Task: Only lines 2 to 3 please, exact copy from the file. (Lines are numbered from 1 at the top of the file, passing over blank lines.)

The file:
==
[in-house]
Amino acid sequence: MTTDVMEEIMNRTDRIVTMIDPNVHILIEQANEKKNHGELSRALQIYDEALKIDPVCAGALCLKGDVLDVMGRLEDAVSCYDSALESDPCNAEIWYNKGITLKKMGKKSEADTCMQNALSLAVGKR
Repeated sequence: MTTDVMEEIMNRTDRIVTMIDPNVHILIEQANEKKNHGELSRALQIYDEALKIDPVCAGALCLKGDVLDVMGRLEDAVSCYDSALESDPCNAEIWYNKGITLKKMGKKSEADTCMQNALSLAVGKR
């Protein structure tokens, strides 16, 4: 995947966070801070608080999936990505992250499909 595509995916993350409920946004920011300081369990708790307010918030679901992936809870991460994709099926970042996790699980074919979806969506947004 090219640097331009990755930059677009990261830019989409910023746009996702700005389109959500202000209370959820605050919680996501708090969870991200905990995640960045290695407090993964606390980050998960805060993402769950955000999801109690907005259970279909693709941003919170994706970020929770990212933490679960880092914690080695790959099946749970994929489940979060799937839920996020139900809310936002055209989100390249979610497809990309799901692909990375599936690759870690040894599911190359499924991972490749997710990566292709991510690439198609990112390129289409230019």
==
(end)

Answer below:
Amino acid sequence: MTTDVMEEIMNRTDRIVTMIDPNVHILIEQANEKKNHGELSRALQIYDEALKIDPVCAGALCLKGDVLDVMGRLEDAVSCYDSALESDPCNAEIWYNKGITLKKMGKKSEADTCMQNALSLAVGKR
Repeated sequence: MTTDVMEEIMNRTDRIVTMIDPNVHILIEQANEKKNHGELSRALQIYDEALKIDPVCAGALCLKGDVLDVMGRLEDAVSCYDSALESDPCNAEIWYNKGITLKKMGKKSEADTCMQNALSLAVGKR